London Coliseum, English National Opera, ENO (studio)
03 February 2024 (released)
03 February 2024
In post Roe v. Wade times, where abortion is banned in 24 US states, misogynist influencer Andrew Tate is the third most googled person, and international conflicts are threatening stability on a global scale, the post-apocalyptic world of Margaret Atwood’s ‘The Handmaid's Tale’ feels closer than ever. ENO’s production of Poul Ruders’ 1998 opera, directed by Annilese Miskimmon, pushes the boundaries of enjoyment, but is accomplished in telling this pertinent tale.
The adaptation, back at the London Coliseum after a successful run last year, is part of ENO’s ongoing ambition to introduce new audiences to opera. After Bruce Miller’s hugely successful television series, this story has become a cultural phenomenon, helping to draw in punters who might have otherwise never considered the artform.
This strive for relevancy is clear, with signs prompting you to ‘hashtag’ your experience on socials and bright neon ‘choose opera’ tees on sale. Despite these attempts, the opera still feels like a place for those with high-brow tastes and wealth. I couldn’t help but feel slightly intimidated by the baroque building and hat-wearing crowd.
Once the curtain rises, differences are put aside, and we are all delegates in a history convention. The year is 2195 and an academic (Camille Cotton) has unearthed artifacts from the dystopian city of Gilead. They are audio tapes, which hold the biography of our protagonist Offred (Kate Lindsey), a handmaid forced to live under a brutal misogynistic regime, where women's purpose has been stripped down to childbearing or sex alone.
These tapes are a useful narrative device for the rest of the opera, allowing for the 2 hour, 20 minute performance to successfully explore the key moments of the novel. There are two acts, both of which build up to dramatic final scenes, the first centered around ‘birth’ and the second around ‘death’.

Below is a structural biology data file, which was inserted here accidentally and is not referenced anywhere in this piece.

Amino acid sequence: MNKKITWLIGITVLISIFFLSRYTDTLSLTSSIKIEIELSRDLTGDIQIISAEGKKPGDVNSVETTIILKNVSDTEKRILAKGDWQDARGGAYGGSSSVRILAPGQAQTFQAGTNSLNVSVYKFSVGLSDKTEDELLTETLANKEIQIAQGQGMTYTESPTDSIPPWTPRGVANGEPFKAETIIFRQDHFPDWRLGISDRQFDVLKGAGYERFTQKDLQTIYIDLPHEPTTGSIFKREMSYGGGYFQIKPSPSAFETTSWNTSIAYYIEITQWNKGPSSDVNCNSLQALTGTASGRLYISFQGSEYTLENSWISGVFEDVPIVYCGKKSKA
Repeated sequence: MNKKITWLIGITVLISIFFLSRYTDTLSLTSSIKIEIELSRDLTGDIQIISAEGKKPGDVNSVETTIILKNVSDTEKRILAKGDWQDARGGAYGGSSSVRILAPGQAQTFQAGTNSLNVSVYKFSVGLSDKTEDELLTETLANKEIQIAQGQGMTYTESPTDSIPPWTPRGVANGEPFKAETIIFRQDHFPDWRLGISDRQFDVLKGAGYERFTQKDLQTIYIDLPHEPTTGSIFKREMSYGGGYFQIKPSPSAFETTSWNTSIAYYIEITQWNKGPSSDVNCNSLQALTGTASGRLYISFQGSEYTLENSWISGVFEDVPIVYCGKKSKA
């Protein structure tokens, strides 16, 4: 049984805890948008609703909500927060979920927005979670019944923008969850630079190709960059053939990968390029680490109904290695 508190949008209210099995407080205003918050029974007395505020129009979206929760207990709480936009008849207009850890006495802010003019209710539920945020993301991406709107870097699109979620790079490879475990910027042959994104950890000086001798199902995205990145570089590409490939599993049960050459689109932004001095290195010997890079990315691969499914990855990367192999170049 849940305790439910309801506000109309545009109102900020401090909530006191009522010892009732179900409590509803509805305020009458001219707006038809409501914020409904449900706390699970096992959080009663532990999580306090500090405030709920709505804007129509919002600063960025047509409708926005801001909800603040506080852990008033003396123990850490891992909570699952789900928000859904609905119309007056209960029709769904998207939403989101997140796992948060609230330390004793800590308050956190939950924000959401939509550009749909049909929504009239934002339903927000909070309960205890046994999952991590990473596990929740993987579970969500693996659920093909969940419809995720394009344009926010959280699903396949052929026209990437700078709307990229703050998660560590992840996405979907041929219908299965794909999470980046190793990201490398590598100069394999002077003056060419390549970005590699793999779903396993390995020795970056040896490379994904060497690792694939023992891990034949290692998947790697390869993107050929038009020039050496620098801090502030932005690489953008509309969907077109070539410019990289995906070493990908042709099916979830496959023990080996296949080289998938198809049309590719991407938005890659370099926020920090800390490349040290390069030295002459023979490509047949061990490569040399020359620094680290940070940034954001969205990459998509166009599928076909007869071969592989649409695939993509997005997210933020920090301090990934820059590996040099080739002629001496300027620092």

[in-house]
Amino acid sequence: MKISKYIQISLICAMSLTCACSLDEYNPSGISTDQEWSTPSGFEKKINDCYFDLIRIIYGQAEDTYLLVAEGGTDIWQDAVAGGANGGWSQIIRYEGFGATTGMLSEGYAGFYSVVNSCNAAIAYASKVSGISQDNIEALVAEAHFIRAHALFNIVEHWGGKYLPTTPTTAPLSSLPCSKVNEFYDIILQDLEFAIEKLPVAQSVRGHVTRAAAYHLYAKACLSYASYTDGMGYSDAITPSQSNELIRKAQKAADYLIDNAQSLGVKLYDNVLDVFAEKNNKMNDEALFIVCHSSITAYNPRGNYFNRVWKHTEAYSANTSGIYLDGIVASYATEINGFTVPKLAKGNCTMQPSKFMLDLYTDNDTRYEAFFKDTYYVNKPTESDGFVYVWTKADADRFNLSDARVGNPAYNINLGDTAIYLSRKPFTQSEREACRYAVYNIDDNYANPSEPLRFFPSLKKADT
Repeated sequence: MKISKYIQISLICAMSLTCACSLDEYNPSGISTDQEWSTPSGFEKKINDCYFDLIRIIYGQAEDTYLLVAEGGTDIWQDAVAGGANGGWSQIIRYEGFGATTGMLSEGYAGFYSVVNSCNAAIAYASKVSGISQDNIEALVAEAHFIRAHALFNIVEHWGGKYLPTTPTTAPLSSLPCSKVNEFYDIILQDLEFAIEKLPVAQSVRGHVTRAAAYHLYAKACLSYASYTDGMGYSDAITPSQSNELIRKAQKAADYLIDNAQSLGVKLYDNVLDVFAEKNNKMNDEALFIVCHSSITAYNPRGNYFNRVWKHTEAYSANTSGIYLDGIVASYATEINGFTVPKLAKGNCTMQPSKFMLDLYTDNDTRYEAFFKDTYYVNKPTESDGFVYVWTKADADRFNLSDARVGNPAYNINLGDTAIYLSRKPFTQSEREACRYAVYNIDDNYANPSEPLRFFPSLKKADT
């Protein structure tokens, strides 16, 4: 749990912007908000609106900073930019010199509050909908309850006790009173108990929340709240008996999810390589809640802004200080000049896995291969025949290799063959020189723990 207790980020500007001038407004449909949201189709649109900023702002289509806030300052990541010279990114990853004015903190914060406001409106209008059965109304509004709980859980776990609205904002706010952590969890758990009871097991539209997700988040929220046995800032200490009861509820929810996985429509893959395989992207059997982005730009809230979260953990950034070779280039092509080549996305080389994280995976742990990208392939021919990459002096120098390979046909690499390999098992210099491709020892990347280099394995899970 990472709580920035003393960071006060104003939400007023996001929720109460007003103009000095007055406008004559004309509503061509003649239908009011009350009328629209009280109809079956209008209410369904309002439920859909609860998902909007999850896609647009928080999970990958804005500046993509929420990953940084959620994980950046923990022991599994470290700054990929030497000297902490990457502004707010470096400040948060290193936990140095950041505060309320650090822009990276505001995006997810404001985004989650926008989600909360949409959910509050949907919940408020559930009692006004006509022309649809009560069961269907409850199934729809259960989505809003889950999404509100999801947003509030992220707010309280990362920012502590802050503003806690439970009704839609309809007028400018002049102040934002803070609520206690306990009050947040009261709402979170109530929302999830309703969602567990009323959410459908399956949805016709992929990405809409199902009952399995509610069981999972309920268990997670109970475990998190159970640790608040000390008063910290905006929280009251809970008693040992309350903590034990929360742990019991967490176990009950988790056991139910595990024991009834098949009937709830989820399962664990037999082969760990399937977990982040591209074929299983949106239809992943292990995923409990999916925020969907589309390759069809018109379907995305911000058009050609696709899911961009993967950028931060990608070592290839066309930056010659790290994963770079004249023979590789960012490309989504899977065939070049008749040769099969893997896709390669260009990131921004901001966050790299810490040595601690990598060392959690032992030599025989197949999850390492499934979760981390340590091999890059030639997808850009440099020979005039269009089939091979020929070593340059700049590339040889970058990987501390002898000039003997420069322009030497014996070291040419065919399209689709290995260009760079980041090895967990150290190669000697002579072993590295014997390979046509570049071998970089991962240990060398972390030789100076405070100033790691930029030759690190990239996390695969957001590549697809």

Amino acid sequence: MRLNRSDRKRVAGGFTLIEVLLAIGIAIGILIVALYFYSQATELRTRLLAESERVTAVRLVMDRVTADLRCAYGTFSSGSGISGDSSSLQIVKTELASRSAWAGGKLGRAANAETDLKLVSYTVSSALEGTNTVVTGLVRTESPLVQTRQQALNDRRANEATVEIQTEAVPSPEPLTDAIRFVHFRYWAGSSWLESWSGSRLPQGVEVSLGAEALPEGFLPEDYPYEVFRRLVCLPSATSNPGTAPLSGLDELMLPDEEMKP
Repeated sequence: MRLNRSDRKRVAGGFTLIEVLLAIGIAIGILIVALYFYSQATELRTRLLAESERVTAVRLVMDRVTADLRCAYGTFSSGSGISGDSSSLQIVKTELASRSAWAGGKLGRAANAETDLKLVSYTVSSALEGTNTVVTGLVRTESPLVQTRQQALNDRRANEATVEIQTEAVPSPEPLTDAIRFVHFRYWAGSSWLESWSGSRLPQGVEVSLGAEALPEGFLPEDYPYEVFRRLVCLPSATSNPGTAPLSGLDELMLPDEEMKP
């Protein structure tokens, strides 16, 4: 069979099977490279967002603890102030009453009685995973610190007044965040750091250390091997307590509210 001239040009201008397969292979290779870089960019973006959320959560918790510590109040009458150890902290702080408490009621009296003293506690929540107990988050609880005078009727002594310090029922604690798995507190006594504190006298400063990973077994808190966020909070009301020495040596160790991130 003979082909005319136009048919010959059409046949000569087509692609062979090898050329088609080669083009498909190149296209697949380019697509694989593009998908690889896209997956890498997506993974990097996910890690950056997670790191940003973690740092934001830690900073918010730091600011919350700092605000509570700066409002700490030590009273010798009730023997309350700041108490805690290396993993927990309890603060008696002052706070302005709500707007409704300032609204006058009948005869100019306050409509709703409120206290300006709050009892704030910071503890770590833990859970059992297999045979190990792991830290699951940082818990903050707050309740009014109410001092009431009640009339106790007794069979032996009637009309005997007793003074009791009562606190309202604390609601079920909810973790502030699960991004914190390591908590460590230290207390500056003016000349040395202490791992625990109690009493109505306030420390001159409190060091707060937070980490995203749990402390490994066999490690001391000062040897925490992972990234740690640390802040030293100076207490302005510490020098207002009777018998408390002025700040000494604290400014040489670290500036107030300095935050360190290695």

Ruders’ discordant and ominous score, conducted by Joana Carneiro, heightens the suspense throughout and increases the catastrophic climaxes. It's noisy, disconcerting, and sometimes flat- out jarring, but it evokes the dread of Gilead perfectly.
It’s a similar story for Bentley’s libretto, which despite mezzo-soprano Lindsey's gut-wrenching performance and infallible voice, doesn’t leave much room for melody. Other outstanding cast members were soprano Nadine Benjamin as the vigilant Moira and tenor Zwakele Tshabala as Offred’s love interest Nick.
Annemarie Woods' set is dynamic, colorful and highly engaging. The choreography of the cast and scenery brings the story of our handmaid to life as much as the libretto (which is helpfully subtitled above the stage). Flashbacks of life before are projected onto curtains, a whole jazz club emerges from the floor, and militant marching scenes showcase the impressive size of the cast.
Overall, it’s this evocative setting and the highly-skilled talent that make this opera so memorable. Whilst I won’t be hurrying to listen to the score again anytime soon, my time in Gilead was a thrilling one, and I was left with powerful reflections on the fragility of democracy.
You can see The Handsmaid’s Tale at the London Coliseum until the 15th February.